I thought about running into the darkness again, but something tugged and said, don’t do it. It’s not worth it, or maybe you’re worth it.

Don’t let the goblins get you.

Vacation Reality

Aussie Sign

We got back from Australia a few weeks ago. For three and a half weeks, we experienced genuine Aussie hospitality, met lifelong friends, and saw wonders that travel guides and big, beautiful coffee table books don’t do justice.

No, we didn’t see any sharks or pythons or funnel spiders. We did encounter some poisonous plants and a spider so big its legs cast a shadow on the wall.

Before we left the States, friends would say, you know the 20-something most deadliest creatures can be found in Australia.

The Aussies laughed when Lyle asked about places to avoid. No worries, mate. Sure, we have those things, but you’ll be fine as long as you don’t look for trouble.

I smiled and figured Americans watch way too much TV. I didn’t think about danger much until we ran across a precaution sign at a park that advised visitors of what to do should they see a kangaroo. Don’t approach. Back away slowly. If one charges, drop to ground. Curl up into a ball. Protect your head and throat. The kangaroo was not an any dangerous-animal list.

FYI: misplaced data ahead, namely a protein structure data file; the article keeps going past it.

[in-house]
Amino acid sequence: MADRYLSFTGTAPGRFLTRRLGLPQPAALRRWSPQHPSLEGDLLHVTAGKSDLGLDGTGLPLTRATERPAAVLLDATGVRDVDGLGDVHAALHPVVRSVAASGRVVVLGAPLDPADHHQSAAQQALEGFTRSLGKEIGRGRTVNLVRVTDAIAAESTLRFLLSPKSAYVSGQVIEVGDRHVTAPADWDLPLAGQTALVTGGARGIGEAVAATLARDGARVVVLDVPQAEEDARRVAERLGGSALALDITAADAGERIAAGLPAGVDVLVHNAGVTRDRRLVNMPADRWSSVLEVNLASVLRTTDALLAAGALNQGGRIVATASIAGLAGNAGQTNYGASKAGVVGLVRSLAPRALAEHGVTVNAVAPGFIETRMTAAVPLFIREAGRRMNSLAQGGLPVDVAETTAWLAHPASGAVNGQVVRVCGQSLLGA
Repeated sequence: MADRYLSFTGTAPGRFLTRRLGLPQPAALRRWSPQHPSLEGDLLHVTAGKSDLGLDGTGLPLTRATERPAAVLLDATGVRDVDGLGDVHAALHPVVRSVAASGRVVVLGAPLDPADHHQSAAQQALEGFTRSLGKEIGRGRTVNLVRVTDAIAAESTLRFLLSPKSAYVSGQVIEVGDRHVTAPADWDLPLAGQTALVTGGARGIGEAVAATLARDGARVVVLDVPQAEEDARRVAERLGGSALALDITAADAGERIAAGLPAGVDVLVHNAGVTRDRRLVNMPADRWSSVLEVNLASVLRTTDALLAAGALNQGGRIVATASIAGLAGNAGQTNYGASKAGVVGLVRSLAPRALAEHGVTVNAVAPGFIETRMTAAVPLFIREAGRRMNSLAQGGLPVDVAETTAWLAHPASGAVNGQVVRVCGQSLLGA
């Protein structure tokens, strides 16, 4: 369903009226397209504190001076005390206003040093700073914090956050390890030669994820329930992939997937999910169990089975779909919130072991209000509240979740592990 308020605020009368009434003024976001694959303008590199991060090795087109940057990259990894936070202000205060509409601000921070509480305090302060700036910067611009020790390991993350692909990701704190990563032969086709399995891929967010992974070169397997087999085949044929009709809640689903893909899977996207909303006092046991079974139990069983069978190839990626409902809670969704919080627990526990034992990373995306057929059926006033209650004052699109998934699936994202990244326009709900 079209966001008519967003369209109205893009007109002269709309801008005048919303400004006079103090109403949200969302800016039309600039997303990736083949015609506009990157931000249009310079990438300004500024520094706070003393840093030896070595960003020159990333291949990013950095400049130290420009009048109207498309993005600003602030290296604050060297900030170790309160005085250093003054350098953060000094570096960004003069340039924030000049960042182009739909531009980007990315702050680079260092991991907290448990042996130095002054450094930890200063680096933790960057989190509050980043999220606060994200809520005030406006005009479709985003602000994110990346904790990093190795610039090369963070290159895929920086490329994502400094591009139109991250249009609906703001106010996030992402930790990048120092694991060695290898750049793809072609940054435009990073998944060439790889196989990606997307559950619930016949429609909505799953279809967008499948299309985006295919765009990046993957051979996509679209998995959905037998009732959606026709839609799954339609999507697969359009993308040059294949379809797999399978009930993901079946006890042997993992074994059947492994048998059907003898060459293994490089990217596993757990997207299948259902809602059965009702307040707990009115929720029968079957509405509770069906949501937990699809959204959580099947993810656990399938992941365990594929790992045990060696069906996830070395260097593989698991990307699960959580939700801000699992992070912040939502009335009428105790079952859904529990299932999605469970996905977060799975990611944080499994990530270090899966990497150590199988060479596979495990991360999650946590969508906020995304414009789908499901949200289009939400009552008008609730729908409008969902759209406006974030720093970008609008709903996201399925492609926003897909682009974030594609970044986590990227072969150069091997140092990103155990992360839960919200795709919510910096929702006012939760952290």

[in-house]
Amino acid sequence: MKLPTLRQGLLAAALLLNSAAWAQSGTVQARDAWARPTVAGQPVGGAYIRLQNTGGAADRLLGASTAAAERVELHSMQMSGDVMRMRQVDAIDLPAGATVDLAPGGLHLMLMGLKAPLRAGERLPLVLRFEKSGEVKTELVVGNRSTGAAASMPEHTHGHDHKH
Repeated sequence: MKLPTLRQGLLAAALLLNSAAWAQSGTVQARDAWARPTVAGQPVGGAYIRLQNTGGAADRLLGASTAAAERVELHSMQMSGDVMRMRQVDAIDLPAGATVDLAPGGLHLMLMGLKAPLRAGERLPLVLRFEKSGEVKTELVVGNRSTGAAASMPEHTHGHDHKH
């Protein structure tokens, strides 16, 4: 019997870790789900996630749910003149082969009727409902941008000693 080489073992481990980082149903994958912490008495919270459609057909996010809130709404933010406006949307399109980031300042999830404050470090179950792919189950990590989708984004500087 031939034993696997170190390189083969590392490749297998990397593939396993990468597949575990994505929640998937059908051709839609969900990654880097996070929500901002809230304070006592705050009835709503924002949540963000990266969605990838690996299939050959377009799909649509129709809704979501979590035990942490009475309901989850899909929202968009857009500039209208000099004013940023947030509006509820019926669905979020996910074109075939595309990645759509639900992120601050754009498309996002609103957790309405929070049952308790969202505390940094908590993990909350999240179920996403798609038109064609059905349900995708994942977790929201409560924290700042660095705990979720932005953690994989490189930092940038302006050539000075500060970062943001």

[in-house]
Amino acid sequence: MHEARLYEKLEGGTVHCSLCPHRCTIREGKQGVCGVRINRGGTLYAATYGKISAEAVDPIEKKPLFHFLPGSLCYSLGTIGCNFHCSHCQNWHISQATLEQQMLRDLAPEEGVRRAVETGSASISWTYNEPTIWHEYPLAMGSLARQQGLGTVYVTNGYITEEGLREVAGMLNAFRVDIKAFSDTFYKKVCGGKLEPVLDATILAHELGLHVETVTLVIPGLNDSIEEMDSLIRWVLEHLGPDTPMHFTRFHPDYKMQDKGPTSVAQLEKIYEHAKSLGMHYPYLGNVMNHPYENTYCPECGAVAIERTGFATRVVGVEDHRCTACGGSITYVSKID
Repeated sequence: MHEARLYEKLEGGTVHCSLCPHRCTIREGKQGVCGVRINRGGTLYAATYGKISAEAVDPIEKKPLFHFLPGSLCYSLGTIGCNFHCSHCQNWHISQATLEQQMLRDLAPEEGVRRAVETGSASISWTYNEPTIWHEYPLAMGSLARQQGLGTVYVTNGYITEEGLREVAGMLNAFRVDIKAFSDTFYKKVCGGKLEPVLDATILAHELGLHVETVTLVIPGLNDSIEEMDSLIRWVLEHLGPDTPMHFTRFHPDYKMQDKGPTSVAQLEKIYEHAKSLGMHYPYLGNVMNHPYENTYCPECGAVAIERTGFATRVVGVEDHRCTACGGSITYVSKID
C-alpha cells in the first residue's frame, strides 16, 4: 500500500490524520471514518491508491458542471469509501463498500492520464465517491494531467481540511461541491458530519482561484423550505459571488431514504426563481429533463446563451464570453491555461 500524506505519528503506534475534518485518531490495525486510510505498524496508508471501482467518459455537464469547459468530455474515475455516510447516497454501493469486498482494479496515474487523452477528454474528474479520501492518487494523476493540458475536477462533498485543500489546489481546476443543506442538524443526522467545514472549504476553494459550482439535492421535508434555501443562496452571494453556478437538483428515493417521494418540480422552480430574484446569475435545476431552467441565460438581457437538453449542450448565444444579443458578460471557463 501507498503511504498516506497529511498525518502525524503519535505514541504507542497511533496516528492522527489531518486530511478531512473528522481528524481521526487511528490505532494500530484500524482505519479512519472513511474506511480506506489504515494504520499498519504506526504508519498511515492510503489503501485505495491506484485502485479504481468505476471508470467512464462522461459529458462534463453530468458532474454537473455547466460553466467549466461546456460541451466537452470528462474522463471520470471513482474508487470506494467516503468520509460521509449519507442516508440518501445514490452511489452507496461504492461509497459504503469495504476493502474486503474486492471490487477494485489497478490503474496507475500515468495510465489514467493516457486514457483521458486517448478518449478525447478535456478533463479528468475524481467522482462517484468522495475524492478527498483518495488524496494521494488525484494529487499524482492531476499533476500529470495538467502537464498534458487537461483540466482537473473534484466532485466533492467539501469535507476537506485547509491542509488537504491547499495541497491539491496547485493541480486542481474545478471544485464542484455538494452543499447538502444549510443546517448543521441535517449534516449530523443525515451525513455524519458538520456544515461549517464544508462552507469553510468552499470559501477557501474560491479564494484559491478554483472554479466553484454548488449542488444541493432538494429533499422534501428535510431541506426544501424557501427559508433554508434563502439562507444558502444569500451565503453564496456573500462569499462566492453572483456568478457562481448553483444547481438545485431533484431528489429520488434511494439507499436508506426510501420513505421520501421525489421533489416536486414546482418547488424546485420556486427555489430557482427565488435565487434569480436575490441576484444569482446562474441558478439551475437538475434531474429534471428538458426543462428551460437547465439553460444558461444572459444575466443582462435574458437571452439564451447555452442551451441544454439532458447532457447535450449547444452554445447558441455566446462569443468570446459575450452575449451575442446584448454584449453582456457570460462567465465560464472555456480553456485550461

aussie kangaroo
Then, there was the warning sign about the poisonous plants to avoid during the 6 km walk down into the rainforest.

aussie poison tree

 

 

aussie poison fern

Blah, blah, blah I thought until I realized these particular trees hung over our heads in this vast green canopy, and the palm looked just like all the others and lined the paths where we walked.

But I made it out just fine.

During the trip, we walked along headlands that towered over the ocean below and then hiked down to the beautiful, deserted, white sandy beaches. We watched whales breach the surface of deep aquamarine waters (that never gets old). The day we trekked through the unbelievable rainforest, I found myself dwarfed by trees hundreds of years old.  Another morning we floated down a river on kayaks and spied long, bearded dragons as they skittered across fallen logs, and of course, we saw more kangaroos than I would have imagined existed.

But re-entry into the real world was tough, really tough. For the first week (okay two), I wanted to hop in my car and just drive, drive, drive. Surely, there was a place to escape. My husband was a pain in the ass, my work deadlines were impossible, and my house was a disaster. That was just the beginning.